Recognizing the significant developments which have occurred in the training and practice of medicine, and the population shifts which have marked the increased urbanization of society, a majority of American courts have now abandoned the strict locality rule as being too narrow. The strict locality rule can no longer be sustained given the current state of medical science.
Appellants, child and guardian ad litem, brought a medical malpractice action against appellees, physicians and hospital, for injuries suffered by appellant child at birth. The trial court entered a directed verdict for appellees, ruling that the standard of care to be applied was the "strict locality" rule. The appellate court affirmed. Appellants appealed, and the court reversed the appellate court’s judgment and remanded the case.
Did the "strict locality" standard of care apply in medical malpractice cases in Maryland?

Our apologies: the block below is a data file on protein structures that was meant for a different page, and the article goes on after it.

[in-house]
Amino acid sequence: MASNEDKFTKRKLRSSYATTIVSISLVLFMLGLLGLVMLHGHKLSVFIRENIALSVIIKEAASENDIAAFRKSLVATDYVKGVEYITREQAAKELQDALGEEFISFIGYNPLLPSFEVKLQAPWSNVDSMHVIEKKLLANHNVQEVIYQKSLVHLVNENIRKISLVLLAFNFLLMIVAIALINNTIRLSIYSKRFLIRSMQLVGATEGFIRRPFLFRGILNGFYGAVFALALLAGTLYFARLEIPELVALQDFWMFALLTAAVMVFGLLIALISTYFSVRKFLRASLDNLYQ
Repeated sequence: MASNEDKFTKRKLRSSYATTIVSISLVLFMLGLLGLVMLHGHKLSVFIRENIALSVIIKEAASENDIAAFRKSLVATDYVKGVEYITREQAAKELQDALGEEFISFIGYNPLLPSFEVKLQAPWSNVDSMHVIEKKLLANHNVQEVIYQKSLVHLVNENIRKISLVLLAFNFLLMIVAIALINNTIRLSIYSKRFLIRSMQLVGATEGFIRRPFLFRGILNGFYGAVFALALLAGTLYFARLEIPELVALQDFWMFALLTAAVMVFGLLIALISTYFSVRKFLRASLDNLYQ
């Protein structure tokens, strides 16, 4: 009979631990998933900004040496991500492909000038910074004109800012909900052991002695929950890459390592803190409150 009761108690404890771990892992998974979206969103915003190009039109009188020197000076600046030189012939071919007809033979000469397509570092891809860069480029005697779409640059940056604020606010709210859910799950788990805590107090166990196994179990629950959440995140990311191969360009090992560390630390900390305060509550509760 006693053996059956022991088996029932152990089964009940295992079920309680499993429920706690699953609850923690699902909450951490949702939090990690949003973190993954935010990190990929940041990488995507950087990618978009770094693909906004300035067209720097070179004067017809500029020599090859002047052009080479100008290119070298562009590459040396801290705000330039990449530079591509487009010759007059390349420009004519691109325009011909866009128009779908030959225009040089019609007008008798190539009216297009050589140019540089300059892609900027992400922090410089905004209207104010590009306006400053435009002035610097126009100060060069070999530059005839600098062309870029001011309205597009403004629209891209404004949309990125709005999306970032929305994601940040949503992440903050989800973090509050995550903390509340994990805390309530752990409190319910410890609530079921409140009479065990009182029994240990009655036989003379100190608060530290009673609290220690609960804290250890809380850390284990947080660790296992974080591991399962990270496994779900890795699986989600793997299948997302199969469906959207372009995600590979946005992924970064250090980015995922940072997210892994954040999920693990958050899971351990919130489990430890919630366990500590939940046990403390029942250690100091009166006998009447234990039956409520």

A physician was under a duty to use that degree of care and skill which was expected of a reasonably competent practitioner in the same class to which he or she belonged, acting in the same or similar circumstances. Advances in the profession, availability of facilities, specialization or general practice, proximity of specialists and special facilities, together with all other relevant considerations, were to be taken into account under the standard. A hospital was required to use that degree of care and skill which was expected of a reasonably competent hospital in the same or similar circumstances, and that as in cases against physicians, advances in the profession, availability of special facilities and specialists, together with all other relevant considerations, were to be taken into account.